A portrait of Marilyn Monroe by Kimberly Megoran “I just had one of those moments where I knew it was the right next move for me and that it blended well with the healing I get to see through both my music and art,” she says. “That happened on a Thursday. By the following Monday, I was enrolled in school Flint School of Therapeutic Massage.”

The time off and the change in direction allowed Megoran to play several leading shows at the Caseville Cheeseburger Festival while also going to school to pursue her massage therapy certification.

That was over six years ago. Now, Megoran says that massage and the “healing arts” is something that fits right into her passion for helping people. Her massage business is Be Well Studio.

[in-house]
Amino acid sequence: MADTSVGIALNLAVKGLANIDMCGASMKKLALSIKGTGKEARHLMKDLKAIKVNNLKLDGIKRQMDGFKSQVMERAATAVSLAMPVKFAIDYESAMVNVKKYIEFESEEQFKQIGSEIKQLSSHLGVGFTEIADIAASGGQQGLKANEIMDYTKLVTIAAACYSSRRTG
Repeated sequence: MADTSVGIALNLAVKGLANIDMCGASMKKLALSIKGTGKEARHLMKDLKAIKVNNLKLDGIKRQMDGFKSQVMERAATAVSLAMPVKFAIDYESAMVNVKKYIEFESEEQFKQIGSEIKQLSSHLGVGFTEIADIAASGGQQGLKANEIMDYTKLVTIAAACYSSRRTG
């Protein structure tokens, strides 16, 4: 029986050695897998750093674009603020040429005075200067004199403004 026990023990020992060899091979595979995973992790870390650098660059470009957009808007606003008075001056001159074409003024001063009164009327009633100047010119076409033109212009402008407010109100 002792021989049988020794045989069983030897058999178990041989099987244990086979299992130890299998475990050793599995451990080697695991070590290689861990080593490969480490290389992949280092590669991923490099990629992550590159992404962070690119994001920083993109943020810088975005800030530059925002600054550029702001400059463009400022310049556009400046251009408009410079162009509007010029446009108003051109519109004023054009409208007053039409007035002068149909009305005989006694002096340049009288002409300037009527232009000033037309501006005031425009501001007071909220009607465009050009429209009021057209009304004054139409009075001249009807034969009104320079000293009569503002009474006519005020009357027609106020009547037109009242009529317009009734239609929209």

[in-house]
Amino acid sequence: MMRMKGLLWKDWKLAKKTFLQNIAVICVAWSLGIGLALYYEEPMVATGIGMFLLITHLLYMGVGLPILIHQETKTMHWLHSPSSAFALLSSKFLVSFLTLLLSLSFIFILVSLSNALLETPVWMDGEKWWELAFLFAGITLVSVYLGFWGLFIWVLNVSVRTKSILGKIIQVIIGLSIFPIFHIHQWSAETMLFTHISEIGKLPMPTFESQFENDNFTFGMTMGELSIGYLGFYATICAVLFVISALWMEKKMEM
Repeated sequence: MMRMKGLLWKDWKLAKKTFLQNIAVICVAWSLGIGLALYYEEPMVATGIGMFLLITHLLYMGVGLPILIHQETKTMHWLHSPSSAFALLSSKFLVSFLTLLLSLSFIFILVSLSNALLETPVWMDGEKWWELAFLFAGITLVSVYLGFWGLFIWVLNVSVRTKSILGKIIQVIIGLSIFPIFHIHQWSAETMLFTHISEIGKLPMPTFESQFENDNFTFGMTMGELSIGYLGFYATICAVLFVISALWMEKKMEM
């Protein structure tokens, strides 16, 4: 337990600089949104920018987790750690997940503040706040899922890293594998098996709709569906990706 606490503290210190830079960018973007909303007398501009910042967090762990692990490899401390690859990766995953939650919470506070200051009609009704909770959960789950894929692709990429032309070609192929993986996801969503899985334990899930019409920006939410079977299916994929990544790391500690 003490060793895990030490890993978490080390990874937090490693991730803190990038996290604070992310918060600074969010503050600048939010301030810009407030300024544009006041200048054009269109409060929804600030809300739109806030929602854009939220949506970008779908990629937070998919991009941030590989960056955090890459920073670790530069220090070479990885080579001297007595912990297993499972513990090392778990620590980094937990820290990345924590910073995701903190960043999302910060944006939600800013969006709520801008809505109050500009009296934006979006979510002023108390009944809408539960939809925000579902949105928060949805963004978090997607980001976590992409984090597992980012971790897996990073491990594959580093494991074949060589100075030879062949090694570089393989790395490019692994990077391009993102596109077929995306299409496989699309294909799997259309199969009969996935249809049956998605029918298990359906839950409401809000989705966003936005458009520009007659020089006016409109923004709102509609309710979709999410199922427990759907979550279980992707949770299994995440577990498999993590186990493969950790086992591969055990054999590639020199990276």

“Healing and helping others has always been an internal calling and there are so many avenues to get there, whether that is through art, music, or therapeutic massage,” she says. “They all have helped to teach me in one way or another that this world is in need of so much healing.”

“I work with many clients, from children to the elderly and there are so many ways we can work on self-healing,” Megoran says. “Everything from working on our health, to speaking kind words, listening and caring about others, to creative expression, to eating healthy foods. It’s all a part of what I do to some extent and most of all I just love helping people.”

From an artistic perspective, Megoran is careful to stress one thing.

“There are no rules with creative expression. That is something that is very important to me in teaching and helping others find their creative spark,” she says. “It’s not about the outcome. It’s the process that is the most important.”